NEW Highly Durable Paint

Also new is Kawasaki’s Highly Durable Paint (used on all non-carbon bodywork parts). The new paint features a special top coat that allows certain types of scratches to repair themselves, enabling the paint to maintain its high quality finish through normal wear and tear. The self-healing is achieved through microscopic soft and hard segments within the top coat working like a chemical spring, creating a trampoline effect that absorbs many impacts.

1. In some cases, it takes more than one week for recovery.
2. The paint will not recover in the case of scratches caused by a coin or key, or zip fasteners.


The Kawasaki Ninja H2™R hypersport motorcycle once again returns as a class leader and one of the most sought-after motorcycles on the planet. New for 2019 is the addition of the Brembo Stylema® front calipers, a redesigned supercharged emblem, and Kawasaki’s Highly Durable Paint.

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  1. Chris says:

    Too much power? Never use it all? Oh come on, you hot-wrist street racer wanna-bes. The ones of you that ride 250 and 300’s don’t use all your bike. You may come close if you do track days. Using it all isn’t the point. Bikes like this have superior power, but they also have superior handling and brakes. Are we supposed to sluff around on little small-motor cycles that can only wheeze their way up to the legal limit? I’m 69 and ride a Kawa ZX-14r. Do I use it all? Not on your life. But at 70 MPH it lopes along at under 4000 RPM, unlike those 600’s that sound like chain saws on steroids. Do I have the squirt I sometimes need to get out of a bad situation? Yup. Big brakes to haul it down? Yup. And even a big Ninja handles and is flick-able. Insurance? $52 a month during the riding season for an old man with a clean BMV report, but I also carry higher limits as I have stuff to protect.

    It’s all subjective and individual. For me, vast quantities of controllable power is a good thing. I applaud the engineering and the attitude Kawa displays with the cycles they continue to produce. Too much performance? As with sex and money, you can’t have to much. I’ll take what you don’t want.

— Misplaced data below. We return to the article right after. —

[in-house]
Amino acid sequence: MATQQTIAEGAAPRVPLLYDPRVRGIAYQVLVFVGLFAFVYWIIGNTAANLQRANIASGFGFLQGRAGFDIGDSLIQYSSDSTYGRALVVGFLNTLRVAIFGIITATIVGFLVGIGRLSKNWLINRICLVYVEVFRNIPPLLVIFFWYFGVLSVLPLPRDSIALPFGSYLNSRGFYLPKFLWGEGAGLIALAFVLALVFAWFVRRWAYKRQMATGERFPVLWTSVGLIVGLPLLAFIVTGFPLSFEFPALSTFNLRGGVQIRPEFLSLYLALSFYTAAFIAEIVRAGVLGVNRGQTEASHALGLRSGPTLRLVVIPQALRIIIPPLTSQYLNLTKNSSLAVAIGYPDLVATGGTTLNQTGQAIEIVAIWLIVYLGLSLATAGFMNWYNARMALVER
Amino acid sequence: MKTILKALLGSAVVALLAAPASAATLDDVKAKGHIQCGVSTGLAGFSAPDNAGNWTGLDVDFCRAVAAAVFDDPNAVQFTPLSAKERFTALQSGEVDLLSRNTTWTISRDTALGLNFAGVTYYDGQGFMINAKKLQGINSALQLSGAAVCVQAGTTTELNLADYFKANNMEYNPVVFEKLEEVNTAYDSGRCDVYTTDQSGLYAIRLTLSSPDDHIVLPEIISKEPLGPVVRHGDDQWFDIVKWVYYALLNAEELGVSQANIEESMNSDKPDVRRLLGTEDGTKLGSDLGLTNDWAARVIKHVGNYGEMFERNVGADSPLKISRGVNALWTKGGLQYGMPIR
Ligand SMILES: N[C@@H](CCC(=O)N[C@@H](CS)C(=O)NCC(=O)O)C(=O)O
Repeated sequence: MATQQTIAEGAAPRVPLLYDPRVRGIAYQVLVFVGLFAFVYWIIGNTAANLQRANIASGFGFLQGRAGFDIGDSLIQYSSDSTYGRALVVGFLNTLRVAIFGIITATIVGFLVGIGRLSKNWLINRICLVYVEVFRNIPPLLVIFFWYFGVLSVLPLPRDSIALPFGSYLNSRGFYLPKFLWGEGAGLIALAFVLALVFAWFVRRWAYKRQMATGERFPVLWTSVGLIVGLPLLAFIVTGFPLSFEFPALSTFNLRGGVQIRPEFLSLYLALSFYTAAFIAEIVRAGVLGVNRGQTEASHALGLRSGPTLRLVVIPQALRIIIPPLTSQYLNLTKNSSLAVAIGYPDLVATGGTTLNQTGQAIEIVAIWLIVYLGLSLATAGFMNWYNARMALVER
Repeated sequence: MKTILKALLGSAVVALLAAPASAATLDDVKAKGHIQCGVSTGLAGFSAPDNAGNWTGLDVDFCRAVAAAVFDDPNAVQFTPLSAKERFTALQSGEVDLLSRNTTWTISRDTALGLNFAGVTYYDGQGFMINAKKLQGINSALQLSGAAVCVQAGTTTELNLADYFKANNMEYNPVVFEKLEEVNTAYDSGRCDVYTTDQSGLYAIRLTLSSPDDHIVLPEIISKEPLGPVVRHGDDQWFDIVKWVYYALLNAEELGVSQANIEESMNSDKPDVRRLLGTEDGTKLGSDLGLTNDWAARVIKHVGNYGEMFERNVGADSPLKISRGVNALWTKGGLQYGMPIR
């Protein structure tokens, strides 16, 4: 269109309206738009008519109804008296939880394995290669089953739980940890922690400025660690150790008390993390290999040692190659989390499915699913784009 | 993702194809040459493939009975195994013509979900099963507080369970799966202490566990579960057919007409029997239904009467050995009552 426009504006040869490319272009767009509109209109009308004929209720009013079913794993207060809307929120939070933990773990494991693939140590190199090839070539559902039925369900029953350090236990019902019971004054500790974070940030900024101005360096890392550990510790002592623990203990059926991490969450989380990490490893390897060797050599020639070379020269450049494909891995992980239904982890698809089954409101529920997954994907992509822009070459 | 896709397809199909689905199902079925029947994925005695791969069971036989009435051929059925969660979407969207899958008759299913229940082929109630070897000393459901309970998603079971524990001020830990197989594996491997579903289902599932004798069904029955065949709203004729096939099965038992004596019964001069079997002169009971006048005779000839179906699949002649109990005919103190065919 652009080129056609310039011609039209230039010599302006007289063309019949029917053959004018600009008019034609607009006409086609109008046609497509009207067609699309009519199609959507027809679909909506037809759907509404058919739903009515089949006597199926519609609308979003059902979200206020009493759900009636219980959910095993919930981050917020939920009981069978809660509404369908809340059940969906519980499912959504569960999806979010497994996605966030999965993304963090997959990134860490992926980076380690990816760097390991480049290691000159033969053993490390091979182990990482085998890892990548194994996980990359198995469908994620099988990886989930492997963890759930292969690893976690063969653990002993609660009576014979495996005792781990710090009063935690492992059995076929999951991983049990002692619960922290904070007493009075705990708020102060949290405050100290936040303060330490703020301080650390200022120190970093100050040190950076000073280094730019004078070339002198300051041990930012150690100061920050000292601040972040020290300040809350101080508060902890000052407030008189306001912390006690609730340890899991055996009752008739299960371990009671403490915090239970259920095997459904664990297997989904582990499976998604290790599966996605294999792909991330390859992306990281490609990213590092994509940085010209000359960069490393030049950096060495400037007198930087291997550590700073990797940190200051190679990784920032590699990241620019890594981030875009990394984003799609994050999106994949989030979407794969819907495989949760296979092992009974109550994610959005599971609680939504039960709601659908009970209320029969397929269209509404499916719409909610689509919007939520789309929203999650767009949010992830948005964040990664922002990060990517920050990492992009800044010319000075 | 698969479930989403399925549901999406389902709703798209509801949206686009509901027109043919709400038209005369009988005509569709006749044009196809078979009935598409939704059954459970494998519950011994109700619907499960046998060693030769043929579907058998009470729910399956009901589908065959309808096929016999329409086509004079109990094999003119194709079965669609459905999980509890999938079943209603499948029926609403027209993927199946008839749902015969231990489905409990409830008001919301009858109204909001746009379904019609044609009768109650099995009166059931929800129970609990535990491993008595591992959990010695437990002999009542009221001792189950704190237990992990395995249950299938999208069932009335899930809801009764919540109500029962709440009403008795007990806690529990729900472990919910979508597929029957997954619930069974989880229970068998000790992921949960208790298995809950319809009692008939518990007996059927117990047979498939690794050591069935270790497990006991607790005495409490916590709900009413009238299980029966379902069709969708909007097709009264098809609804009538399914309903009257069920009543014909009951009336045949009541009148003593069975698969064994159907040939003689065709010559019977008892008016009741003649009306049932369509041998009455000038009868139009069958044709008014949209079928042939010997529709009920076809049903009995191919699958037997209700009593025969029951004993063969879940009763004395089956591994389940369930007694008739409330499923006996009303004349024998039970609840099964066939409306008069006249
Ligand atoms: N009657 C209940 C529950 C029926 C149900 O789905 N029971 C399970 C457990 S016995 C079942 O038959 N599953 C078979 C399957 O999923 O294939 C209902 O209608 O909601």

• todd says:

      You have been deceived. A bike that is bigger, heavier, and has bigger/heavier tires will never handle as good as a light bike with skinny tires. For some reason, people tend to think a more powerful engine equals better handling. Supposedly, the best handling bikes out there currently are the KTM 390 and the Yamaha R3 – not counting the super motards. Yes, they can go around a corner faster and transition to the next faster than the H2.

      • Chris says:

        You’re absolutely correct, Todd. A heavier bike will never handle and stop as well and as fast as a lighter one, but I’m talking everyday use. I don’t want a small engine that requires high RPM to deliver power screeching in my ears all day long. Fingernails on the blackboard to me. I’d never take my 14 to the track, but that’s not what I want to do anyway. I want a comfortable (yes, even at my age I find the sport bike ‘crouch’ more comfortable than the load on my ass cruiser-couch position), fast (when I choose) bike that handles and stops in the top tier. For daily use, I’ll take the 14. Ride what you like and what suits your needs.

  2. Anonymous says:

    Dirck: You did a great job as always with your ride report on the 2018 Kawasaki H2SX SE. Yet Kawasaki never supplied you with an H2 to ride (2015-2018). What can your loyal MD readers do to support you in convincing Kawasaki to grant a test on the improved 2019 H2? Our laptops (and pens) are ready to unleash an email campaign to educate Kawasaki of your considerable riding and reviewing talents. Let us know how we can support you.